What We're Reading

Dartmouth Atlas Updated

Quality | What We're Reading
Dartmouth Study of Geographic Variations in Medicare Resource Use shows “for the Medicare population, residents of regions that receive 60% more care do not get better quality of care, have better access to services or satisfaction with care, and do not have better survival or outcomes.”

Jack Maple - The Crime Fighter

Library | What We're Reading

What you can learn from: Crime Fighter
by Jack Maple with Chris Mitchell

In Crime Fighter we learn that enforcing sound principles can turn a losing fight against crime into a winning fight. Using the four principles below, the NYPD dramatically reduced crime in just two years (from 1994 to 1996):

1) Accurate, timely intelligence. Everyday each precinct reviewed their crime statistics on a map that was posted in the station. At each level, decision makers were help responsible for the crime in their area. They would use the maps to help establish patterns and track down the criminals.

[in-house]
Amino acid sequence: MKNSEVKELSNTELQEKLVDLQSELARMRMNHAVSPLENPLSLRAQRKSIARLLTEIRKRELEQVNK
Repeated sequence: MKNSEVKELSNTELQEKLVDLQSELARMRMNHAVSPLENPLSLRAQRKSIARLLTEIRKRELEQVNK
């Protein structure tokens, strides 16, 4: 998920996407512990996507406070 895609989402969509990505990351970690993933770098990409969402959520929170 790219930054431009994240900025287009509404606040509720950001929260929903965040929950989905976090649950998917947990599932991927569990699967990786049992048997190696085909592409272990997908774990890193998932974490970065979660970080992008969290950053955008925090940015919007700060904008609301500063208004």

Bruce Schneier - Beyond Fear

Library | What We're Reading

“You can be vulnerable simply because your systems are the same as everyone else’s.” Bruce Schneier

  1. Security is only as strong as the weakest link. If a crook can enroll as a provider without providing any credentials and can bill using a list of patients stolen from another provider, then all the computer network security in the world is not going to help you. If he can create believable bills, most of your sophisticated algorithms aren’t going to find him. Provider enrollment is just one of many very weak links in healthcare payment.
  2. Class breaks allow a perpetrator to attack several systems with the same ease as he can attack one system. The standardization required under HIPAA is going to make it easier for us to use fraud fighting algorithms developed for one plan to find fraud in another plan, but it will also make it easier for criminals to use the same exact scam in multiple places.
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